When talking about the subscription service, he added, "You can even imagine new applications coming out for the subscriptions." This follows Microsoft's not-so-subtle push to get consumers to switch from licensed Office 2013 to Office 365, something that many embrace and others denounce. Reports Venture Beat, he reassured consumers that the standalone version isn't going anywhere, however.
As we reported earlier today, Microsoft has relented to the backlash over Office 2013 licensing and the issue with transferability. The retail license for the software has been altered so that Office can now be transferred to a different computer, such as in the case of buying a new machine if the current one fails.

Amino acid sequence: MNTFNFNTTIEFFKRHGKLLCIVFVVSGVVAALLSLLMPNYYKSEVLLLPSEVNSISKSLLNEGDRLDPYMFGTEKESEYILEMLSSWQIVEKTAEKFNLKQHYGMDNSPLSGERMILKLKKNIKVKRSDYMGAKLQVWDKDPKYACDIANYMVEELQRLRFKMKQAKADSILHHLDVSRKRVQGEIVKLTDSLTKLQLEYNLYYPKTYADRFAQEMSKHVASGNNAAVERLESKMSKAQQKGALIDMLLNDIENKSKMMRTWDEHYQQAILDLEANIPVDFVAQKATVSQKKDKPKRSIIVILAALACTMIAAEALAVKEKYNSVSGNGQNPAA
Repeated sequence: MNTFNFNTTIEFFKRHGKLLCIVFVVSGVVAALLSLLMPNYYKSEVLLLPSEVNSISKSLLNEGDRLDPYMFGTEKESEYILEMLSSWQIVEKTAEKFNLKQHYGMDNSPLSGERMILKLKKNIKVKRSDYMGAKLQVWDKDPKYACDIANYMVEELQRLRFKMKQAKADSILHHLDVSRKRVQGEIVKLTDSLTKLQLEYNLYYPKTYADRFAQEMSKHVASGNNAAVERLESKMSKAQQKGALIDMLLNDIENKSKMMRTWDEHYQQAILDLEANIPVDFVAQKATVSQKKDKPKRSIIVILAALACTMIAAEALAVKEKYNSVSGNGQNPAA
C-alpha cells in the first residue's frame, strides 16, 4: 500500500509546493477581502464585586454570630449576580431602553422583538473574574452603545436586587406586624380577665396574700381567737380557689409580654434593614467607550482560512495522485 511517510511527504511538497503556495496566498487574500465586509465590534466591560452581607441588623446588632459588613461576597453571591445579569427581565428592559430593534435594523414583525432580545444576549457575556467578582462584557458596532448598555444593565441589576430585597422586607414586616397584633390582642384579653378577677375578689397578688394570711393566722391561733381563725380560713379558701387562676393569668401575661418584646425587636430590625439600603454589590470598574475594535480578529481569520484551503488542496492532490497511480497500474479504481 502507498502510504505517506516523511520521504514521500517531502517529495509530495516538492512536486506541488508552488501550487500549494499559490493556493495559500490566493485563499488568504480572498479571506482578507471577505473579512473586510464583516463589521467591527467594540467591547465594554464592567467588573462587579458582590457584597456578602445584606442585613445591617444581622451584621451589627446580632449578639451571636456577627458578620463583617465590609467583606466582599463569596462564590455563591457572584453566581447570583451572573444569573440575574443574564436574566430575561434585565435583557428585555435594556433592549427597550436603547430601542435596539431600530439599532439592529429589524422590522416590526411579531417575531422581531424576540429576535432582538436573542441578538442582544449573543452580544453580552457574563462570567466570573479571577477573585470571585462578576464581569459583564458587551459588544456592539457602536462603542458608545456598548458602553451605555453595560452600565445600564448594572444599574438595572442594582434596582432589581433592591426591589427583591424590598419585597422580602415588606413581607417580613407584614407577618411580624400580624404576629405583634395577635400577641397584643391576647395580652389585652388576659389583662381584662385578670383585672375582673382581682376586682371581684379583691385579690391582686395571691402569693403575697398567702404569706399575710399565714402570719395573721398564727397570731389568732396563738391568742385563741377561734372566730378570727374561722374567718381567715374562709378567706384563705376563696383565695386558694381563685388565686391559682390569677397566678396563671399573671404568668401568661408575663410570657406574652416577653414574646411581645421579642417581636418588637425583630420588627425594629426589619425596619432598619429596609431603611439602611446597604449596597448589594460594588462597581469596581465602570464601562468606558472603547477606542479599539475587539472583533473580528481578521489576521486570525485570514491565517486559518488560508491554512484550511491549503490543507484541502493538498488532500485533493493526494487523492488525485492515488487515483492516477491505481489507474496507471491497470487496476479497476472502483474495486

He also spoke about touch versions of Office, specifically pointing out the OneNote app while talking about Microsoft's transition toward other similar versions of Office. The transition process, according to DelBene, will let Microsoft "rethink" the Office applications using the desktop versions as a foundation.
[via The Verge]